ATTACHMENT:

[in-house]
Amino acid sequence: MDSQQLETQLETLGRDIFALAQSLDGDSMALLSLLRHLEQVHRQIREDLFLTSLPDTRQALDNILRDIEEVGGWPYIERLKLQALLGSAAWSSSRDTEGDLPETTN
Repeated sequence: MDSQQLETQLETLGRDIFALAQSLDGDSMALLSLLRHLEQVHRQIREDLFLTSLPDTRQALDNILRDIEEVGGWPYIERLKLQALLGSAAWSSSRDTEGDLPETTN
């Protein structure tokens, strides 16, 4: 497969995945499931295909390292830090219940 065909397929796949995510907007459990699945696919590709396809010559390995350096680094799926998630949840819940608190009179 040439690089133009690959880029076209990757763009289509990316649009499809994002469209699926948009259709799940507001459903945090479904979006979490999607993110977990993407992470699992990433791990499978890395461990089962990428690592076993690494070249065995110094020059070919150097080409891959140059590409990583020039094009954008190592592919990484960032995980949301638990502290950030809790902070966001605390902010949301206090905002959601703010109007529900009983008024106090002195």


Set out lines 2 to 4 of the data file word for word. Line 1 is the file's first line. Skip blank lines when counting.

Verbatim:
Amino acid sequence: MDSQQLETQLETLGRDIFALAQSLDGDSMALLSLLRHLEQVHRQIREDLFLTSLPDTRQALDNILRDIEEVGGWPYIERLKLQALLGSAAWSSSRDTEGDLPETTN
Repeated sequence: MDSQQLETQLETLGRDIFALAQSLDGDSMALLSLLRHLEQVHRQIREDLFLTSLPDTRQALDNILRDIEEVGGWPYIERLKLQALLGSAAWSSSRDTEGDLPETTN
């Protein structure tokens, strides 16, 4: 497969995945499931295909390292830090219940 065909397929796949995510907007459990699945696919590709396809010559390995350096680094799926998630949840819940608190009179 040439690089133009690959880029076209990757763009289509990316649009499809994002469209699926948009259709799940507001459903945090479904979006979490999607993110977990993407992470699992990433791990499978890395461990089962990428690592076993690494070249065995110094020059070919150097080409891959140059590409990583020039094009954008190592592919990484960032995980949301638990502290950030809790902070966001605390902010949301206090905002959601703010109007529900009983008024106090002195």